WIPO Arbitration and Mediation Center
ADMINISTRATIVE PANEL DECISION
Canon U.S.A., Inc. v. Miniatures Town
Case No. D2014-0948
1. The Parties
Complainant is Canon U.S.A., Inc. of Melville, New York, United States of America (the “USA”), represented by Kestenberg Siegal Lipkus LLP, Canada.
Respondent is Miniatures Town of Seattle, Washington, USA.
2. The Domain Name and Registrar
The disputed domain name <canonmug.com> is registered with GoDaddy.com, LLC (“Registrar”).
3. Procedural History
The Complaint was filed with the WIPO Arbitration and Mediation Center (“Center”) on June 4, 2014. On June 5, 2014, the Center transmitted by email to the Registrar a request for registrar verification in connection with the disputed domain name. On June 5, 2014, the Registrar transmitted by email to the Center its response confirming that Respondent is listed as the registrant and providing contact information and other details of the registration.
The Center verified that the Complaint satisfied the formal requirements of the Uniform Domain Name Dispute Resolution Policy (“Policy”), the Rules for Uniform Domain Name Dispute Resolution Policy (“Rules”), and the WIPO Supplemental Rules for Uniform Domain Name Dispute Resolution Policy (“Supplemental Rules”).
In accordance with the Rules, paragraphs 2(a) and 4(a), the Center formally notified Respondent of the Complaint, and the proceedings commenced on June 12, 2014. In accordance with the Rules, paragraph 5(a), the due date for Response was July 2, 2014. Respondent did not submit any response. Accordingly, the Center notified Respondent’s default on July 3, 2014.
The Center appointed Debra J. Stanek as the sole panelist in this matter on July 14, 2014. The Panel finds that it was properly constituted. The Panel has submitted the Statement of Acceptance and Declaration of Impartiality and Independence, as required by the Center to ensure compliance with the Rules, paragraph 7.
4. Factual Background
Complainant’s parent company owns United States federal trademark registrations for the mark CANON, as a word mark and in a stylized form, for cameras and other imaging and optical products, as well a registration for cups. Complainant is authorized by its parent company to use the CANON marks. The earliest of the registrations was issued in 1955 and the registration for cups was issued in 1984. Complainant’s parent company has also registered the domain name <canon.com>, which is used by Complainant.
According to the Registrar, the disputed domain name <canonmug.com> was created in March 2010 and registered to Respondent on February 26, 2012. Respondent apparently offers on its site coffee mugs that resemble various CANON camera zoom lenses.
5. Parties’ Contentions
1. Identical or Confusingly Similar
Complainant (or its parent) has been engaged in the manufacture and distribution of imaging and optical products, including camera accessories such as camera lenses and cups, using the CANON mark in the United States since 1948. Complainant’s parent company1 owns numerous United States federal trademark registrations for CANON marks for imaging and optical products and accessoriees, as well as for other products such as cups. In addition, Complainant’s parent owns a number of domain name registrations that incorporate the CANON marks, including <canon.com>.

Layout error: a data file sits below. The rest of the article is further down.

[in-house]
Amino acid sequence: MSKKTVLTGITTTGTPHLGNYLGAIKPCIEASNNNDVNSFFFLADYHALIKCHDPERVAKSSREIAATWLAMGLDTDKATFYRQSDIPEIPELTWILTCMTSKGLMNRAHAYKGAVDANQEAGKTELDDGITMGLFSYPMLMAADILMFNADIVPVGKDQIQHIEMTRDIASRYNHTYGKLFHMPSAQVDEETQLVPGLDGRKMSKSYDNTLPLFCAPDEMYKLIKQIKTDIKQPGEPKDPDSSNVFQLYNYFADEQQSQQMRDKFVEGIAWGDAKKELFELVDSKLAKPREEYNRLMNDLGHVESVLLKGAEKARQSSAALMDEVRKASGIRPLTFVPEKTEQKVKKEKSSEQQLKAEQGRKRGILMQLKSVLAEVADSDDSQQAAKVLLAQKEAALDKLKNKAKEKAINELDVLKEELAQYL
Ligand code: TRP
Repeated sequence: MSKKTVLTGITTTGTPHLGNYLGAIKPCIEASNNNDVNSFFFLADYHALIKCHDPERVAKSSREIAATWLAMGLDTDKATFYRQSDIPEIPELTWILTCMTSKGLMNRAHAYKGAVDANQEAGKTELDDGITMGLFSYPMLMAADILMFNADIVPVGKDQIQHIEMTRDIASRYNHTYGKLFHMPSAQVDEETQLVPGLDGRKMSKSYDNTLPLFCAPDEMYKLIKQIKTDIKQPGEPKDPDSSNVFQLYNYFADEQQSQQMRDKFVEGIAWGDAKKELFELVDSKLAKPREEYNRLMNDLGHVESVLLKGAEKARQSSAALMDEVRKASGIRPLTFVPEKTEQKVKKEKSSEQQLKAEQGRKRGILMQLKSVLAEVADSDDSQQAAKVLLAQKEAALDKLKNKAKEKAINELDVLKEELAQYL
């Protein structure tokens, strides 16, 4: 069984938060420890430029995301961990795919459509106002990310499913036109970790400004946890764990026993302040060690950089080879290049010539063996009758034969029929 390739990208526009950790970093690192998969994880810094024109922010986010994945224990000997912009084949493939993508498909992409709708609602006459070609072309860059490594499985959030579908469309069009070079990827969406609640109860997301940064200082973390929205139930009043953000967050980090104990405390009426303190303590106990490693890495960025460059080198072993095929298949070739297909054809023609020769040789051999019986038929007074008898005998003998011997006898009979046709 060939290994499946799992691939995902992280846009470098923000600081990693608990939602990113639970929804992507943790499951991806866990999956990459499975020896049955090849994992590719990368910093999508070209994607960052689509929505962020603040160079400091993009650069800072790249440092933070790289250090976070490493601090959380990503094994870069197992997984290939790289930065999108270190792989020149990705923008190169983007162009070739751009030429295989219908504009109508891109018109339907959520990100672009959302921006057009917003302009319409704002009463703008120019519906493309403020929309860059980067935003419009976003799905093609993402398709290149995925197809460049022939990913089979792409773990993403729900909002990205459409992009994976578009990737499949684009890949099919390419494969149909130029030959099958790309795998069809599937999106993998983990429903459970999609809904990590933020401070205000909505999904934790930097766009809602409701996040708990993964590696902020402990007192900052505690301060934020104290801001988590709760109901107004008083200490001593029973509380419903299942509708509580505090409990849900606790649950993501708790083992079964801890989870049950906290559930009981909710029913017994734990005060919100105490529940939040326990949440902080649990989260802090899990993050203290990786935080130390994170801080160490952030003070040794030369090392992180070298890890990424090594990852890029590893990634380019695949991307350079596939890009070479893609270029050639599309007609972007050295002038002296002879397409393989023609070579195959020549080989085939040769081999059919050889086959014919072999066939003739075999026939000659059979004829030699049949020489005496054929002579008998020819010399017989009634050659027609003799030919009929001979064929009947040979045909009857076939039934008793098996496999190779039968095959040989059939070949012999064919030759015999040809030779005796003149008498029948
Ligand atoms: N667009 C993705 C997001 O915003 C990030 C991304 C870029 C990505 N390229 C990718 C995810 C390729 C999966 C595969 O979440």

Complainant has used the CANON mark continuously since 1948 in the United States and elsewhere. 2
Respondent’s domain name, <canonmug.com>, incorporates Complainant’s CANON trademark in its entirety. The fact that the disputed domain name is used with a website that offers goods bearing “Complainant’s intellectual properties which are copied from legitimate Canon-branded zoom lenses” adds to any confusion. The addition of the term “mug” does not distinguish the disputed domain name from the CANON mark.
2. Rights or Legitimate Interests
Complainant’s numerous federal registrations and common law use predate Respondent’s domain name registration. Because Respondent is charged with constructive knowledge of Complainant’s CANON trademark registration, Respondent has no proprietary rights, or legitimate interests, in the disputed domain name.
Further, Respondent was previously subject to a proceeding under the Policy involving the following domains: <canoncups.com>; <canonlenscup.com>; <canonlenscups.com>; <canonlensmug.com>; <canonlensmugs.com>; and <canonmugs.com>, see Canon U.S.A., Inc. v. Miniatures Town, WIPO Case No. D2011-1777. Despite the fact that those domain names were transferred to Complainant, Respondent has egregiously continued to operate its website at the disputed domain name.
Complainant’s CANON mark is well-known and famous and has been for many years. Respondent registration of a domain name wholly incorporating a famous mark is not supported by legitimate interests.
Respondent is not using or preparing to use the disputed domain name or a name corresponding to the domain name in connection with a bona fide offering of goods or services or a legitimate noncommercial or fair use. Respondent is using the domain name in connection with a website that prominently displays the CANON trademark and that offers counterfeit merchandise and other products bearing the Complainant’s mark.
Neither Complainant nor its parent have authorized or licensed Respondent to manufacture, sell or offer for sale such merchandise, through the disputed domain name. The use of the disputed domain name to sell counterfeit products does not constitute a bona fide offering of goods.